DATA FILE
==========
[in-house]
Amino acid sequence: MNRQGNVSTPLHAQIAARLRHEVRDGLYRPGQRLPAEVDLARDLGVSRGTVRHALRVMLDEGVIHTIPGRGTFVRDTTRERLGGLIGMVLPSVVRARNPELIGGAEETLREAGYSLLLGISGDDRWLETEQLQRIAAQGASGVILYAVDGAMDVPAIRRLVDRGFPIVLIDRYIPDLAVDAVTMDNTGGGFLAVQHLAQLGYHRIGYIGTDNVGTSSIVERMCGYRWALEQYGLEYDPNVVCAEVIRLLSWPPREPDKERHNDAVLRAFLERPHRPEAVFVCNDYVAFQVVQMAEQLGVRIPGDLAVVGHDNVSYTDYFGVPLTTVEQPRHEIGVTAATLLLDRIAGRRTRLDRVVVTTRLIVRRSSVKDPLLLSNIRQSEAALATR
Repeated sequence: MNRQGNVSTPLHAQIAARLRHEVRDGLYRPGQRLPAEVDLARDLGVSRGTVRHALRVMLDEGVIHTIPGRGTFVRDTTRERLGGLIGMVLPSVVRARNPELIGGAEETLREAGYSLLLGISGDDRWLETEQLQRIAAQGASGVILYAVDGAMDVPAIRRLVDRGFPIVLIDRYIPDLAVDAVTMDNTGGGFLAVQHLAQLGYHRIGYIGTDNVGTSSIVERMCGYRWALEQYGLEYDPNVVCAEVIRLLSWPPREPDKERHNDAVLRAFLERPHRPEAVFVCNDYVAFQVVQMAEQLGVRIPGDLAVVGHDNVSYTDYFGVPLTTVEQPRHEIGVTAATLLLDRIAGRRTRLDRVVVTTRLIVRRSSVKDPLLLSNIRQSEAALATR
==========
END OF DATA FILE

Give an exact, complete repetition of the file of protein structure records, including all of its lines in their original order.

[in-house]
Amino acid sequence: MNRQGNVSTPLHAQIAARLRHEVRDGLYRPGQRLPAEVDLARDLGVSRGTVRHALRVMLDEGVIHTIPGRGTFVRDTTRERLGGLIGMVLPSVVRARNPELIGGAEETLREAGYSLLLGISGDDRWLETEQLQRIAAQGASGVILYAVDGAMDVPAIRRLVDRGFPIVLIDRYIPDLAVDAVTMDNTGGGFLAVQHLAQLGYHRIGYIGTDNVGTSSIVERMCGYRWALEQYGLEYDPNVVCAEVIRLLSWPPREPDKERHNDAVLRAFLERPHRPEAVFVCNDYVAFQVVQMAEQLGVRIPGDLAVVGHDNVSYTDYFGVPLTTVEQPRHEIGVTAATLLLDRIAGRRTRLDRVVVTTRLIVRRSSVKDPLLLSNIRQSEAALATR
Repeated sequence: MNRQGNVSTPLHAQIAARLRHEVRDGLYRPGQRLPAEVDLARDLGVSRGTVRHALRVMLDEGVIHTIPGRGTFVRDTTRERLGGLIGMVLPSVVRARNPELIGGAEETLREAGYSLLLGISGDDRWLETEQLQRIAAQGASGVILYAVDGAMDVPAIRRLVDRGFPIVLIDRYIPDLAVDAVTMDNTGGGFLAVQHLAQLGYHRIGYIGTDNVGTSSIVERMCGYRWALEQYGLEYDPNVVCAEVIRLLSWPPREPDKERHNDAVLRAFLERPHRPEAVFVCNDYVAFQVVQMAEQLGVRIPGDLAVVGHDNVSYTDYFGVPLTTVEQPRHEIGVTAATLLLDRIAGRRTRLDRVVVTTRLIVRRSSVKDPLLLSNIRQSEAALATR